Because for Aaron’s world, things were made well at that point.

Silly Mom.



My last example…..for now… Aaron’s bowl of ice cream.  This past Friday night we were getting ready to watch a favorite TV show, Blue Bloods.  Aaron was with me earlier in the day as we bought some groceries.  I bought him some Mint Chocolate Chip ice cream that he wanted, so before Blue Bloods started he asked if he could have a bowl of his new ice cream.  I got his ice cream and handed him the bowl as he sat in his favorite family room chair.

I was in the kitchen for a few more minutes.  When I walked back into the family room, there sat Aaron is his chair……but he wasn’t eating his ice cream.  He had placed the bowl on the ottoman in front of him.

“Aren’t you eating your ice cream?” I asked him.

“Not yet,” he told me.

And it hit me.  Aaron was doing with his ice cream what he also does with his popcorn at the theater.  He was waiting for Blue Bloods to begin before he would pick up his bowl and eat his ice cream.  I watched him.  Sure enough, the second that Blue Bloods began, Aaron reached over and picked up his bowl of ice cream.  He ate every bite and loved it…..but not until it was just the right time to do so.


You see, life for Aaron has certain rules.  He doesn’t walk around explaining those rules to us, but we’ve come to know them well since we have lived with autism for so long.  Someone else wouldn’t get it at first, but trust me when I say that Aaron would educate them soon enough……and at times maybe not so kindly.

Strange how he has precise coupon cutting and ice cream eating rules, but his rules of etiquette and relationships can be sadly lacking.  How he can’t nap when his clock is showing the wrong temperature, but he can sleep soundly at the end of one of his rough behavior days.  How he will take weeks and weeks to re-watch X-Files so that he can keep the seasons in order, but saying a simple “I love you” is so difficult for him.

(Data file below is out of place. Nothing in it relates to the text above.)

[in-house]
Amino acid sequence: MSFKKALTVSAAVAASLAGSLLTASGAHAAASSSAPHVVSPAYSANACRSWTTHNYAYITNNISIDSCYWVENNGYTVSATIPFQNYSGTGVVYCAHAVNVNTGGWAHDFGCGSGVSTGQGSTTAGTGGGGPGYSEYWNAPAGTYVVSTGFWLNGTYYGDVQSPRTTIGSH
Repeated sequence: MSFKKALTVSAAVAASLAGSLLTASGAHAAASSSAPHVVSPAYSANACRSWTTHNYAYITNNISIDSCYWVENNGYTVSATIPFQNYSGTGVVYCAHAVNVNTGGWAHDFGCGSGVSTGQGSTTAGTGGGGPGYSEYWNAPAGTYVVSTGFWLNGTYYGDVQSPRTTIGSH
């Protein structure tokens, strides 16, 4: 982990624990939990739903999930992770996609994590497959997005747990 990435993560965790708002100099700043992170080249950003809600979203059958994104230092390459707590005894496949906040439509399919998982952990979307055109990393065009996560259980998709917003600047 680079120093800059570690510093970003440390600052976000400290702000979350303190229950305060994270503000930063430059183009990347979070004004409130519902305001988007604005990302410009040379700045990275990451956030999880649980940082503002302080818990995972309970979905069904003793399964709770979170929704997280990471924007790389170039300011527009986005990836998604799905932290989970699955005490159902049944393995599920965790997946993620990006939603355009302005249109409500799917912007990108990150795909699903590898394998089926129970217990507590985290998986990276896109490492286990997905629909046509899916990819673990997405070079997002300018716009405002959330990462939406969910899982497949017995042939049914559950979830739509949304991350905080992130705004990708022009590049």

It’s just like his salad with the black and yellow lettuce.  Sounds pretty weird to us, even yucky, but not to Aaron……because that’s just how he sees it, right there in front of him.  The salad tasted fine, no matter the color.  And the taste was what mattered to him.

So Aaron’s ordered world is what matters to him, too.  Ordered in his way that he understands, because that’s just what he does and it’s really all he can do.  He’s come a long way and made lots of improvements, but Aaron is Aaron.

And sometimes we’re the ones who need to improve, honestly.  Improve in our acceptance and our understanding of Aaron, not expecting him to bend to us but instead be willing to bend to him.  Our way isn’t always the only way, in many areas.

But I draw the line at black lettuce.  Not gonna do black lettuce.

Yellow, maybe……but not black.

Well…..maybe just a taste.  It might surprise me.  ♥

Author: Patty hesaidwhatks

I'm Patty and I write about our adult son who has Epilepsy and Autism, who still lives with my husband and me, and who is a package full of many surprises and joys and challenges and TALK! Lots of talking, which creates laughter and some other reactions as well. I also write about how God shows Himself to me in everyday life.